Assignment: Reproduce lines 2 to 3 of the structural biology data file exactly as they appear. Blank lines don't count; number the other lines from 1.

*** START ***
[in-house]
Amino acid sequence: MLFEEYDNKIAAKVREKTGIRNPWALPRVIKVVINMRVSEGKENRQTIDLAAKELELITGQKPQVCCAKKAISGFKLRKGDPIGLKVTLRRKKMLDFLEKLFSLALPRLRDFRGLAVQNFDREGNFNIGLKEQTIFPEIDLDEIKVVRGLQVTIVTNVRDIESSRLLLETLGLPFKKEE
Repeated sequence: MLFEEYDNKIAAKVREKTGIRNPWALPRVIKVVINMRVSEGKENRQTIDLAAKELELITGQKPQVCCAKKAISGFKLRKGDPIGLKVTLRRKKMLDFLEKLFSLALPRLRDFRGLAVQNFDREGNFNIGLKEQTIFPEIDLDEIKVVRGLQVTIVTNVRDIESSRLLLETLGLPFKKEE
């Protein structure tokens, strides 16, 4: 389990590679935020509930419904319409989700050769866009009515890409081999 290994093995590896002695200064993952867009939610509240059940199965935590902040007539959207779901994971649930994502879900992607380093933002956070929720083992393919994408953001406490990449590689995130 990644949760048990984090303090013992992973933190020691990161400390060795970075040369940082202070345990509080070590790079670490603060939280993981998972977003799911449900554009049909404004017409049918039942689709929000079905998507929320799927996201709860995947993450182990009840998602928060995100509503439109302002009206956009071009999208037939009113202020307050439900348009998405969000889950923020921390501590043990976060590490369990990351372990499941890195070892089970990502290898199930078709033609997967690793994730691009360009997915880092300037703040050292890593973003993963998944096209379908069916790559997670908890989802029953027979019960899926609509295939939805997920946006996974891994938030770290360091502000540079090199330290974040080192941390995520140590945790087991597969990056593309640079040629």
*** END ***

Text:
Amino acid sequence: MLFEEYDNKIAAKVREKTGIRNPWALPRVIKVVINMRVSEGKENRQTIDLAAKELELITGQKPQVCCAKKAISGFKLRKGDPIGLKVTLRRKKMLDFLEKLFSLALPRLRDFRGLAVQNFDREGNFNIGLKEQTIFPEIDLDEIKVVRGLQVTIVTNVRDIESSRLLLETLGLPFKKEE
Repeated sequence: MLFEEYDNKIAAKVREKTGIRNPWALPRVIKVVINMRVSEGKENRQTIDLAAKELELITGQKPQVCCAKKAISGFKLRKGDPIGLKVTLRRKKMLDFLEKLFSLALPRLRDFRGLAVQNFDREGNFNIGLKEQTIFPEIDLDEIKVVRGLQVTIVTNVRDIESSRLLLETLGLPFKKEE